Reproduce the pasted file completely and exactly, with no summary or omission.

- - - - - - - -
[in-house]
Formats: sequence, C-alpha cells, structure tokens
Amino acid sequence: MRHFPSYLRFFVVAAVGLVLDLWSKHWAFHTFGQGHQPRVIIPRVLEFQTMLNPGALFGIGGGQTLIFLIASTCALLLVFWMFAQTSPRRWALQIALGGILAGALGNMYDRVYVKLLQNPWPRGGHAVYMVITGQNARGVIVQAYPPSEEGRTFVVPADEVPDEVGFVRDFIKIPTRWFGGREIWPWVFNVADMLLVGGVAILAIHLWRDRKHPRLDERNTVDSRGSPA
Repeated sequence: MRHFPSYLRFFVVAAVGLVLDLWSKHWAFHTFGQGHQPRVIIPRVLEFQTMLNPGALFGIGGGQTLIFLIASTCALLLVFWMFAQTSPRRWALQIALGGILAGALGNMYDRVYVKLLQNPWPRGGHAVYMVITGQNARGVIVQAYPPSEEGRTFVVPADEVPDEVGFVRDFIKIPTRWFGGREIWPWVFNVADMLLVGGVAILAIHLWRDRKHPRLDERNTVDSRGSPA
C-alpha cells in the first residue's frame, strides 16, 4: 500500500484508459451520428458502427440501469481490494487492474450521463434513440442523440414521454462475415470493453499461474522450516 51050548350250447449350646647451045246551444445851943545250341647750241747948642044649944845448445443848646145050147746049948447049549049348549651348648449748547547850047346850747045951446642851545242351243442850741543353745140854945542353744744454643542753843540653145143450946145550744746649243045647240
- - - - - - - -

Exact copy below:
[in-house]
Formats: sequence, C-alpha cells, structure tokens
Amino acid sequence: MRHFPSYLRFFVVAAVGLVLDLWSKHWAFHTFGQGHQPRVIIPRVLEFQTMLNPGALFGIGGGQTLIFLIASTCALLLVFWMFAQTSPRRWALQIALGGILAGALGNMYDRVYVKLLQNPWPRGGHAVYMVITGQNARGVIVQAYPPSEEGRTFVVPADEVPDEVGFVRDFIKIPTRWFGGREIWPWVFNVADMLLVGGVAILAIHLWRDRKHPRLDERNTVDSRGSPA
Repeated sequence: MRHFPSYLRFFVVAAVGLVLDLWSKHWAFHTFGQGHQPRVIIPRVLEFQTMLNPGALFGIGGGQTLIFLIASTCALLLVFWMFAQTSPRRWALQIALGGILAGALGNMYDRVYVKLLQNPWPRGGHAVYMVITGQNARGVIVQAYPPSEEGRTFVVPADEVPDEVGFVRDFIKIPTRWFGGREIWPWVFNVADMLLVGGVAILAIHLWRDRKHPRLDERNTVDSRGSPA
C-alpha cells in the first residue's frame, strides 16, 4: 500500500484508459451520428458502427440501469481490494487492474450521463434513440442523440414521454462475415470493453499461474522450516 51050548350250447449350646647451045246551444445851943545250341647750241747948642044649944845448445443848646145050147746049948447049549049348549651348648449748547547850047346850747045951446642851545242351243442850741543353745140854945542353744744454643542753843540653145143450946145550744746649243045647240